With little assistance from the surface, Ajmal had to rely purely on his own skill. He turned a few and he remained deceptive - Masakadza was out playing for a doosra when it was in fact the offbreak - and that was where it could have gone wrong for Zimbabwe. The two old hands, Sibanda and Masakdaza were out off consecutive deliveries and the stage for a collapse was set. Waller's push for four showed Zimbabwe's intent to reverse that trend and the rest of his innings and his partnership with Sikandar Raza rubber-stamped that.
After that shot, they went 12 balls without scoring. Patience, they knew, would be important. But when Junaid went too wide or bowled a full toss, Waller punished him because some show of aggression was important too.
Finding the balance between the two was what Waller indicated was Zimbabwe's biggest challenge. "Previously when we've gone out there and maybe because we don't play a lot of Test cricket, guys are in a hurry," Waller said. "But in this match, most guys are very clear about what they need to do and they know their roles. We've got simple plans and we're trying to stick to them. We're also not as attacking as we used to be."
Waller and Raza took the risk out of their game by only playing shots they were confident of pulling off. The sweep was one of them and Waller used it at will. He was able to play it so often and so successfully, he said, because he had learned to read Ajmal, despite him remaining difficult to face. "I tried to concentrate and watch the ball as closely as I could. I found that I was playing it a lot off the pitch and not from the hand but he was tricky, as he has been most of the other times I have faced him," Waller said.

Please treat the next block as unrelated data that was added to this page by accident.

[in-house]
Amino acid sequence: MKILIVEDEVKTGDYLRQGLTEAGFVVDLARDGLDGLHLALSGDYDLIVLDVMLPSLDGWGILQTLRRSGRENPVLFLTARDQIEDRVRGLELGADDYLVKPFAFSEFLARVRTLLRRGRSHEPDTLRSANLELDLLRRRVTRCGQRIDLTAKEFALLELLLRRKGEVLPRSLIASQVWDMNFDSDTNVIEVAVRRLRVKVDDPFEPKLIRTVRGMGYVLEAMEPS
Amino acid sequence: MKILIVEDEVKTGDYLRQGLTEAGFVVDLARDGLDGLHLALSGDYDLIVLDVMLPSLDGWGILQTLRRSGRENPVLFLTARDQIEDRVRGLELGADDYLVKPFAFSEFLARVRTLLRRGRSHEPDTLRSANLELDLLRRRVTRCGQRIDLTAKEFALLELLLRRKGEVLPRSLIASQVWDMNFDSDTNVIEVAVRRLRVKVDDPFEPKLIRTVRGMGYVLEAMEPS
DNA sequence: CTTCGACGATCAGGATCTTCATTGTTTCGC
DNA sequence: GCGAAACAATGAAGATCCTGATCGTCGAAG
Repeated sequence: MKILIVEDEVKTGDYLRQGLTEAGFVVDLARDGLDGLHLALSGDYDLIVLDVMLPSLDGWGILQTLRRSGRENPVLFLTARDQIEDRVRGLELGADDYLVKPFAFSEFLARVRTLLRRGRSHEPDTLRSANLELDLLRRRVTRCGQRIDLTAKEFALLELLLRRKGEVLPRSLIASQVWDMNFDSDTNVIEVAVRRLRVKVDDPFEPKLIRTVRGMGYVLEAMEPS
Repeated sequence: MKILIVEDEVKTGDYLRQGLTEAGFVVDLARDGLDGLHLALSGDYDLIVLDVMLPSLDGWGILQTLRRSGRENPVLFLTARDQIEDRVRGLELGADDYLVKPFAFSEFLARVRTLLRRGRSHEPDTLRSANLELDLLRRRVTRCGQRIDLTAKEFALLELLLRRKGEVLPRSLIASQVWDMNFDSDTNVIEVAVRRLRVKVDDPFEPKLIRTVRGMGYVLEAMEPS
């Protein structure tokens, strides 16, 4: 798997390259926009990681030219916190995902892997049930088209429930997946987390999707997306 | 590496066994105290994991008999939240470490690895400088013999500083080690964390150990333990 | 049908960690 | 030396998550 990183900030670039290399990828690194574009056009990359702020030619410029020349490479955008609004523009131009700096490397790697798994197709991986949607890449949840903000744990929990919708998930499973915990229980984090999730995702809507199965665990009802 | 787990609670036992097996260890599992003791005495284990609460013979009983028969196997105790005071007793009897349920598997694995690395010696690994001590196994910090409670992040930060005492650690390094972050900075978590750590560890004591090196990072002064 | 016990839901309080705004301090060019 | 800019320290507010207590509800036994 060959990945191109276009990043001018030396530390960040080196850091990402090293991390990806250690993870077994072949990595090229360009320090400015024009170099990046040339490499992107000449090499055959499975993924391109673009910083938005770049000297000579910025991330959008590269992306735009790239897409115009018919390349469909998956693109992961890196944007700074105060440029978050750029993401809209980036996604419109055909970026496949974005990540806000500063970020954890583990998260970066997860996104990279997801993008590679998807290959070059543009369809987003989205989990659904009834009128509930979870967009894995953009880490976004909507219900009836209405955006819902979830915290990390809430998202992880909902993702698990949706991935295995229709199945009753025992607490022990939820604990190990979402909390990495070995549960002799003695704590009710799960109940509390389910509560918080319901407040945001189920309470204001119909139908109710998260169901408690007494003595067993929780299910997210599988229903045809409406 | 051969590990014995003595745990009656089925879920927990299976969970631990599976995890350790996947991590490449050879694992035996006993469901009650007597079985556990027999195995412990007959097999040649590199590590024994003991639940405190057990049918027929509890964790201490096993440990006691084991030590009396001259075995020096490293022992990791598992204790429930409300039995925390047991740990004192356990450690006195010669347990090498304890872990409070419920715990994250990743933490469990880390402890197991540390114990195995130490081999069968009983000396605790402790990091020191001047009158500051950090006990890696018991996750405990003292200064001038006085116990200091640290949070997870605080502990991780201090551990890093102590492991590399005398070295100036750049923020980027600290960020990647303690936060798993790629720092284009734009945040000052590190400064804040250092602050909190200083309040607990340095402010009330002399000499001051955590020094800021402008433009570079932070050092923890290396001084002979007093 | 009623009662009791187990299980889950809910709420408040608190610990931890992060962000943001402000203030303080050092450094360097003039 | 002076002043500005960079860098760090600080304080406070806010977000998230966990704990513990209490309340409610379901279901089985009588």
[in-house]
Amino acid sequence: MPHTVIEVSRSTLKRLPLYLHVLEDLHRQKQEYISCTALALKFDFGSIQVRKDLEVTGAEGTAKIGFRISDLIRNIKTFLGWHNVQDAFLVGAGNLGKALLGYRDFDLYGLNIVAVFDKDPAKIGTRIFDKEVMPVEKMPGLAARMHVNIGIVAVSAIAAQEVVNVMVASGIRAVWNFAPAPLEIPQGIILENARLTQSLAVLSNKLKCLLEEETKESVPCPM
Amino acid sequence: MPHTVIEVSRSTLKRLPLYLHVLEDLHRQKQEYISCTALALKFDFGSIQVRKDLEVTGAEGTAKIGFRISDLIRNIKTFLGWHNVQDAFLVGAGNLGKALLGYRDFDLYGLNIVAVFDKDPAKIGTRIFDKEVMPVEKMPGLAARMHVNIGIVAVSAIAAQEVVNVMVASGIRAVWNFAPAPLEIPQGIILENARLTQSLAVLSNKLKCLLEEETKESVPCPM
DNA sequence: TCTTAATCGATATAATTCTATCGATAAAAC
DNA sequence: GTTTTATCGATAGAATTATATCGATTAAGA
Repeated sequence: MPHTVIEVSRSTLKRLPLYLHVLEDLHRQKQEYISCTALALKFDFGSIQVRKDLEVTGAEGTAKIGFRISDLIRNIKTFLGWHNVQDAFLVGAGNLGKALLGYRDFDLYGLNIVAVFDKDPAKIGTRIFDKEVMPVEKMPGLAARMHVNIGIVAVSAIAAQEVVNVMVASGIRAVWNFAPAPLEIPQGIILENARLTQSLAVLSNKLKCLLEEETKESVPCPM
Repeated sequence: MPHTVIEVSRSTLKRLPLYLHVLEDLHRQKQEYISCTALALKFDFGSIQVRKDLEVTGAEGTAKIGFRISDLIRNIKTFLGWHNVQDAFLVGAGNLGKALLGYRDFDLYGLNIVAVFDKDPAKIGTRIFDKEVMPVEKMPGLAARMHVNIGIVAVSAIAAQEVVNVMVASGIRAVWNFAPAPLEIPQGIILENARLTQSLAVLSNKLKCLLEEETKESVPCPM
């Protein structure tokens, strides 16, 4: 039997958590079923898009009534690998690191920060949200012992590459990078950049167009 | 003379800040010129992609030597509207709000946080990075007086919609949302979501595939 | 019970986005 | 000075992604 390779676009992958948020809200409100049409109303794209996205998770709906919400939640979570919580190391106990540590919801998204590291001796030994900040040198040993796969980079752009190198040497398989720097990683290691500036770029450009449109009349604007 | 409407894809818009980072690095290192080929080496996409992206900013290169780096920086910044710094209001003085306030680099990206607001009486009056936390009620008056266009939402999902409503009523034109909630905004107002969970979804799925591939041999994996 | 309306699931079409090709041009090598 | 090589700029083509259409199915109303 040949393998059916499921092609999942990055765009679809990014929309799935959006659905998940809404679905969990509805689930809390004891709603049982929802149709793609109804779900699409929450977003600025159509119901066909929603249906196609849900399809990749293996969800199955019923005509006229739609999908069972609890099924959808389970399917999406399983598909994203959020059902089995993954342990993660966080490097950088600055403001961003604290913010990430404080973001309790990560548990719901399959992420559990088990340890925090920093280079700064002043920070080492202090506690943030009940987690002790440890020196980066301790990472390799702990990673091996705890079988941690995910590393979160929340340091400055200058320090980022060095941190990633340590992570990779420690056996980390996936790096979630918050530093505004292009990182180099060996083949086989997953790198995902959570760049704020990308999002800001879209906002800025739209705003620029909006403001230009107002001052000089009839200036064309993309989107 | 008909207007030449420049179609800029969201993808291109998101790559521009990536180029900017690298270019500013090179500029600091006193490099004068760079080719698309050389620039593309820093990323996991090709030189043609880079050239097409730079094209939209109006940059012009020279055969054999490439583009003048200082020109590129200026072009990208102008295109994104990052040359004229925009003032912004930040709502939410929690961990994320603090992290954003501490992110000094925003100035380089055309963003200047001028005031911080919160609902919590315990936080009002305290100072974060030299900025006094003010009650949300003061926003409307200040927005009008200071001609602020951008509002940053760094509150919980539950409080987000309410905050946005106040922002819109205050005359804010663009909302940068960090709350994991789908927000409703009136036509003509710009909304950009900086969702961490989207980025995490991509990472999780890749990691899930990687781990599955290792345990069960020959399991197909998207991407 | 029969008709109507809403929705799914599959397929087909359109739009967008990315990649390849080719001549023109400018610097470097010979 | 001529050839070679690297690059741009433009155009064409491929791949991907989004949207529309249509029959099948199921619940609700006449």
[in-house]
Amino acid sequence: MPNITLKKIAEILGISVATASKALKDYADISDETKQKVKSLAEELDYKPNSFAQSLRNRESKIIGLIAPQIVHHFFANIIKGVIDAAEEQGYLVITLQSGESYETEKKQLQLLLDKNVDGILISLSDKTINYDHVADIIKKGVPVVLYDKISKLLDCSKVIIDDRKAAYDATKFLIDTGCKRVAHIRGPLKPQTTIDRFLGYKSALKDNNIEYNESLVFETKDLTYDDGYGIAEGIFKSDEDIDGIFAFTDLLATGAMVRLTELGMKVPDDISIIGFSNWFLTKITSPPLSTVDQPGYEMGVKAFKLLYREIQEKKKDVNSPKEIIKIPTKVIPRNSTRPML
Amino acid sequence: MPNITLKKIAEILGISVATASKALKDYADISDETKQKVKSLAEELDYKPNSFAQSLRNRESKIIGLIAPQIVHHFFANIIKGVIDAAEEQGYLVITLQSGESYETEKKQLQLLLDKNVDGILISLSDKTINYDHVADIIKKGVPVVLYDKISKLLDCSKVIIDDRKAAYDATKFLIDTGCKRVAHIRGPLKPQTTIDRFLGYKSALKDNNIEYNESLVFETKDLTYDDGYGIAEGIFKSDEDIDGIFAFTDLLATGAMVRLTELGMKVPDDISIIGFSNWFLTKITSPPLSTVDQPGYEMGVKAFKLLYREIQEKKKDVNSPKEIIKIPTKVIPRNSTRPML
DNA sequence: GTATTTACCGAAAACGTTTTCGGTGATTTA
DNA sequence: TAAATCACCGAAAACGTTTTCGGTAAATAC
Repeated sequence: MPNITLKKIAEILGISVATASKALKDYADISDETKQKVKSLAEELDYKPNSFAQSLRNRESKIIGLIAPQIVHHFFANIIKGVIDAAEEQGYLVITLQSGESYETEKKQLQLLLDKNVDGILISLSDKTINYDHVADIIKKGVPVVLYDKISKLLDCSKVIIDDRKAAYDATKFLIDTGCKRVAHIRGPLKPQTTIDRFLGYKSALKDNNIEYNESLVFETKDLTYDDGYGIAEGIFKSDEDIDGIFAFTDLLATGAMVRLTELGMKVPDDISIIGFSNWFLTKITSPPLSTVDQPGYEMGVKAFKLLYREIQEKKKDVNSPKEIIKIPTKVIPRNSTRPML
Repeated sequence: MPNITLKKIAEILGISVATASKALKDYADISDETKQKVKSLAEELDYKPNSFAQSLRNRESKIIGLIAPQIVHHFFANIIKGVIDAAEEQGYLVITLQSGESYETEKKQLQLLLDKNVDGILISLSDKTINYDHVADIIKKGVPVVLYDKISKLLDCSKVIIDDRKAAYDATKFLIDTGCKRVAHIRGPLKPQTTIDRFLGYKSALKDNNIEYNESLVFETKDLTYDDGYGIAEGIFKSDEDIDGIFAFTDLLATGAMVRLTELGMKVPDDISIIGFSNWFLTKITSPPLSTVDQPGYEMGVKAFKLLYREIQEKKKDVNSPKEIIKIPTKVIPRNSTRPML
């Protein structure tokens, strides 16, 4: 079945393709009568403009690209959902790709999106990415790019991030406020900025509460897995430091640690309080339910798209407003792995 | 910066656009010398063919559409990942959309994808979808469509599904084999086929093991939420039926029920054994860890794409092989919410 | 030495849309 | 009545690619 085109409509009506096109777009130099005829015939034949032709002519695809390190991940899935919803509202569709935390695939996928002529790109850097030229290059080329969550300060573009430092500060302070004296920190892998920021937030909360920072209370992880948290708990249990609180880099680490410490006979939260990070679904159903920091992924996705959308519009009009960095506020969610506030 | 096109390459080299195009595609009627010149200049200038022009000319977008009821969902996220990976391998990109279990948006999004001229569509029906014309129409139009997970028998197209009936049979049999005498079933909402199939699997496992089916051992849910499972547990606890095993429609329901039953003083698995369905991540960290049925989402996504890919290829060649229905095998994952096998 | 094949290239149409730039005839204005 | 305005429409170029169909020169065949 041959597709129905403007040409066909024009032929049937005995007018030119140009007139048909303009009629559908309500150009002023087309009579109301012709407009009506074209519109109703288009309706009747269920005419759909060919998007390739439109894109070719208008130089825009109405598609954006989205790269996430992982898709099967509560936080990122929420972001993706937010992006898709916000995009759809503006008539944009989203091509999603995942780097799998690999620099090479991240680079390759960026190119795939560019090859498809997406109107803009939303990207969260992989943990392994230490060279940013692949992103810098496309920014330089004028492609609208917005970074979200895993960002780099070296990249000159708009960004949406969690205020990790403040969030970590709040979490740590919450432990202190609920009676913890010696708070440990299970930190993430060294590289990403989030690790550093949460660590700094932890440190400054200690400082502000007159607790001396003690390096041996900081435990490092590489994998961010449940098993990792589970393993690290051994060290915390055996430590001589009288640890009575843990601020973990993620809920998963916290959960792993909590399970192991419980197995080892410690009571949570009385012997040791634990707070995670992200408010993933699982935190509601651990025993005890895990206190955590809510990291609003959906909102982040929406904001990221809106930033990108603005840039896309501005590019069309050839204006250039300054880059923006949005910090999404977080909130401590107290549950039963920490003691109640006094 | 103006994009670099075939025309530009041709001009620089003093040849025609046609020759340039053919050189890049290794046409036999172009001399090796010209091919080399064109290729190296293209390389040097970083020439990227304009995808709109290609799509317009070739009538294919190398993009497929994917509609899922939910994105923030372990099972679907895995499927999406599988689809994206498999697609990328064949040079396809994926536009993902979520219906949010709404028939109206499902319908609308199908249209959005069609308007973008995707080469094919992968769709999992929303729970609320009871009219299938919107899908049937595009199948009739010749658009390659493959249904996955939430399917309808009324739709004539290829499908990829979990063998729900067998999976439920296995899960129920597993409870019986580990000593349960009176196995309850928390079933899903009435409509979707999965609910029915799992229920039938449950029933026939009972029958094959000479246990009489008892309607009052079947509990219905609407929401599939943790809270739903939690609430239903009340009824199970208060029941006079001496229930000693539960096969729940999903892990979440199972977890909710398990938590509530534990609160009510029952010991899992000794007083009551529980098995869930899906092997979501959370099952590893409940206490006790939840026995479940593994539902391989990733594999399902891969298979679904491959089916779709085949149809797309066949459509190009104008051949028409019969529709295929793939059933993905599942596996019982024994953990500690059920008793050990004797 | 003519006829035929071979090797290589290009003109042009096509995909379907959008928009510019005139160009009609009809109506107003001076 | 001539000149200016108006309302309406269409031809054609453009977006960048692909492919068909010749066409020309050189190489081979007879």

While Waller scored quickly, Raza hung on and he only quickened up once he was more comfortable. He was rewarded with a fifty on Test debut and when he was dismissed, Zimbabwe were only 37 behind the Pakistan total. So weak has their middle-order been in the recent past that even in that situation, it remained a possibility that Zimbabwe would be bowled out without passing Pakistan's score. That they managed to take a lead represented a different mindset from Zimbabwe. They need to show more such commitment to grow in the elite form of the game.
Firdose Moonda is ESPNcricinfo's South Africa correspondent